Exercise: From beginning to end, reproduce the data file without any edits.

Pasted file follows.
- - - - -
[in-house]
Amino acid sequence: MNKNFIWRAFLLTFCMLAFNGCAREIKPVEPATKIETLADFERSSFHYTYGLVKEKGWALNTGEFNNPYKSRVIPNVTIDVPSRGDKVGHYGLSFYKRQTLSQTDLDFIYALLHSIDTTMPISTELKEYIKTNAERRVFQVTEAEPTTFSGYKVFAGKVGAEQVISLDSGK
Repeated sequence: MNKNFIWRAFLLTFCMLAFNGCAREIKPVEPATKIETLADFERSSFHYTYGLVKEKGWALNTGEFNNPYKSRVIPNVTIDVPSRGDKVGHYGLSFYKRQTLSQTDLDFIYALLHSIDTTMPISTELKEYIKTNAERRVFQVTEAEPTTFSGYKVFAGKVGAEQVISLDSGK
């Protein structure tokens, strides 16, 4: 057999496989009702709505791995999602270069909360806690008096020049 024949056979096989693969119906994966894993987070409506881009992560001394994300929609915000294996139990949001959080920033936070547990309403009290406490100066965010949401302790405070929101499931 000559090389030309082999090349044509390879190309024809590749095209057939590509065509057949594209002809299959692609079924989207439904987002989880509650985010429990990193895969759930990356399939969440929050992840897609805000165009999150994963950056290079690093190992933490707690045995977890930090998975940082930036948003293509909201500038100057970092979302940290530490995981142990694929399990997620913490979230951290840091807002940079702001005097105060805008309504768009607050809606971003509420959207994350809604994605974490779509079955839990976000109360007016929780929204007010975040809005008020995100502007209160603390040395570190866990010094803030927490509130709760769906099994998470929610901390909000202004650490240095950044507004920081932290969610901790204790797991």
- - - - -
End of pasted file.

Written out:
[in-house]
Amino acid sequence: MNKNFIWRAFLLTFCMLAFNGCAREIKPVEPATKIETLADFERSSFHYTYGLVKEKGWALNTGEFNNPYKSRVIPNVTIDVPSRGDKVGHYGLSFYKRQTLSQTDLDFIYALLHSIDTTMPISTELKEYIKTNAERRVFQVTEAEPTTFSGYKVFAGKVGAEQVISLDSGK
Repeated sequence: MNKNFIWRAFLLTFCMLAFNGCAREIKPVEPATKIETLADFERSSFHYTYGLVKEKGWALNTGEFNNPYKSRVIPNVTIDVPSRGDKVGHYGLSFYKRQTLSQTDLDFIYALLHSIDTTMPISTELKEYIKTNAERRVFQVTEAEPTTFSGYKVFAGKVGAEQVISLDSGK
């Protein structure tokens, strides 16, 4: 057999496989009702709505791995999602270069909360806690008096020049 024949056979096989693969119906994966894993987070409506881009992560001394994300929609915000294996139990949001959080920033936070547990309403009290406490100066965010949401302790405070929101499931 000559090389030309082999090349044509390879190309024809590749095209057939590509065509057949594209002809299959692609079924989207439904987002989880509650985010429990990193895969759930990356399939969440929050992840897609805000165009999150994963950056290079690093190992933490707690045995977890930090998975940082930036948003293509909201500038100057970092979302940290530490995981142990694929399990997620913490979230951290840091807002940079702001005097105060805008309504768009607050809606971003509420959207994350809604994605974490779509079955839990976000109360007016929780929204007010975040809005008020995100502007209160603390040395570190866990010094803030927490509130709760769906099994998470929610901390909000202004650490240095950044507004920081932290969610901790204790797991």